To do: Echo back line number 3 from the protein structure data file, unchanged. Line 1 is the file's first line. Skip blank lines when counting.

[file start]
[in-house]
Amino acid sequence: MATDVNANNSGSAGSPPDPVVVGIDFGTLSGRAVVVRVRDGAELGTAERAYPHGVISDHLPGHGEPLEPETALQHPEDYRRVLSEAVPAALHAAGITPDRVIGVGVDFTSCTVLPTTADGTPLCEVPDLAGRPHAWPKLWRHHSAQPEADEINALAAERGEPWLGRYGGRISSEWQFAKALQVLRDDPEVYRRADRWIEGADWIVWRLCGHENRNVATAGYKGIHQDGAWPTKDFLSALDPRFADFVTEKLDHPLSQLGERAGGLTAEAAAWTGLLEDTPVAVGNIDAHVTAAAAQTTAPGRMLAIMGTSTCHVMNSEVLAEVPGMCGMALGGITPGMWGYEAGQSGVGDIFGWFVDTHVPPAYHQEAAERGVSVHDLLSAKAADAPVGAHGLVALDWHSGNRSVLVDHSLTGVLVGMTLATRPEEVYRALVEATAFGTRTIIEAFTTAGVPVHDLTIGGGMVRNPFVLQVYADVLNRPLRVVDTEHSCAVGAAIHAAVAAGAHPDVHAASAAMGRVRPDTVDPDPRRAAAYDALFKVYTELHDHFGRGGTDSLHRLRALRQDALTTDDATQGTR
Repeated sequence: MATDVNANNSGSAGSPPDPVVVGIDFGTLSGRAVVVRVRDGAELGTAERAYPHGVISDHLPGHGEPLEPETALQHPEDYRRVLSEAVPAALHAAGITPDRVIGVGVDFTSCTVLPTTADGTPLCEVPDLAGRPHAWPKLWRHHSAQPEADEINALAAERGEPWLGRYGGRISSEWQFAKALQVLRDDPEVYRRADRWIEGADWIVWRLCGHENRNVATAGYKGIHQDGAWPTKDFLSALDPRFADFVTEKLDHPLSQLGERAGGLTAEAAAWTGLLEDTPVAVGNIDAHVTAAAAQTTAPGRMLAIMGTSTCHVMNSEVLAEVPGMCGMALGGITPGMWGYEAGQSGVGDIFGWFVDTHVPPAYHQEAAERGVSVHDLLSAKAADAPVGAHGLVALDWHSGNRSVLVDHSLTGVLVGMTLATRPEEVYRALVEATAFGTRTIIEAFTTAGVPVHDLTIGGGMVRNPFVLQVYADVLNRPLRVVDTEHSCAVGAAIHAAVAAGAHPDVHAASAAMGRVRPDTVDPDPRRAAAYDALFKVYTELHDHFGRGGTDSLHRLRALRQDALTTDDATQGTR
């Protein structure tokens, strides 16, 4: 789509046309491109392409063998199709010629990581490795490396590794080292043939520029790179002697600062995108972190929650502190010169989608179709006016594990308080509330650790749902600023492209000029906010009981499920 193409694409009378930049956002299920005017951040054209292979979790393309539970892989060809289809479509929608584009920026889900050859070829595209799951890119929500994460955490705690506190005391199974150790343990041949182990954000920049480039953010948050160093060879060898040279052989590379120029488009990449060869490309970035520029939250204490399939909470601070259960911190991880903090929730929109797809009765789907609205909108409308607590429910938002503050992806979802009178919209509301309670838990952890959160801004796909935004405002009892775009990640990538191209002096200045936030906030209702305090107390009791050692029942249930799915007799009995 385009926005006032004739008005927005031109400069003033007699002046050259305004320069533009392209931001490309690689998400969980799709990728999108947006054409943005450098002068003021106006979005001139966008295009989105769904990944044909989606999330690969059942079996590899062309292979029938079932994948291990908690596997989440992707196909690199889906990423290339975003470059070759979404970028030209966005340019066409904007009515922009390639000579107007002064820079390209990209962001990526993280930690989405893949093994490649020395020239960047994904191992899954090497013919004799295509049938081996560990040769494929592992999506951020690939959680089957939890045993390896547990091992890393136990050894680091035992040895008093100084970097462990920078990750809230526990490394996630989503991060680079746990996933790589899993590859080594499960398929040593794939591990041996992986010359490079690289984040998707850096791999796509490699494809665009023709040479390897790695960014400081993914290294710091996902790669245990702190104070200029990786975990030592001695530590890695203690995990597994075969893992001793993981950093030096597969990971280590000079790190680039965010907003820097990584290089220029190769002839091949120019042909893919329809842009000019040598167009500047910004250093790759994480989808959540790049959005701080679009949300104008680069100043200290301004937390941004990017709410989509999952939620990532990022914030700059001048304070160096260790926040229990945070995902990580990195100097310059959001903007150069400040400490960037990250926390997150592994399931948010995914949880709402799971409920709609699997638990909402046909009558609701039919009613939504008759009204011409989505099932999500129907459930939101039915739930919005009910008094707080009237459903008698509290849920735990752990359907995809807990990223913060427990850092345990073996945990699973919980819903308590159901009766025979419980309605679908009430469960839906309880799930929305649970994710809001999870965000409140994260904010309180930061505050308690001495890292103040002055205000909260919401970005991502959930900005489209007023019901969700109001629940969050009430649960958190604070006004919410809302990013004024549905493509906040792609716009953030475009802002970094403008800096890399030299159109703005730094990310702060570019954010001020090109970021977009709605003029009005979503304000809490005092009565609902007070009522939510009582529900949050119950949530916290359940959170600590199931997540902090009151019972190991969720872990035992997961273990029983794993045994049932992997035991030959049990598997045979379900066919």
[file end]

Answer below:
Repeated sequence: MATDVNANNSGSAGSPPDPVVVGIDFGTLSGRAVVVRVRDGAELGTAERAYPHGVISDHLPGHGEPLEPETALQHPEDYRRVLSEAVPAALHAAGITPDRVIGVGVDFTSCTVLPTTADGTPLCEVPDLAGRPHAWPKLWRHHSAQPEADEINALAAERGEPWLGRYGGRISSEWQFAKALQVLRDDPEVYRRADRWIEGADWIVWRLCGHENRNVATAGYKGIHQDGAWPTKDFLSALDPRFADFVTEKLDHPLSQLGERAGGLTAEAAAWTGLLEDTPVAVGNIDAHVTAAAAQTTAPGRMLAIMGTSTCHVMNSEVLAEVPGMCGMALGGITPGMWGYEAGQSGVGDIFGWFVDTHVPPAYHQEAAERGVSVHDLLSAKAADAPVGAHGLVALDWHSGNRSVLVDHSLTGVLVGMTLATRPEEVYRALVEATAFGTRTIIEAFTTAGVPVHDLTIGGGMVRNPFVLQVYADVLNRPLRVVDTEHSCAVGAAIHAAVAAGAHPDVHAASAAMGRVRPDTVDPDPRRAAAYDALFKVYTELHDHFGRGGTDSLHRLRALRQDALTTDDATQGTR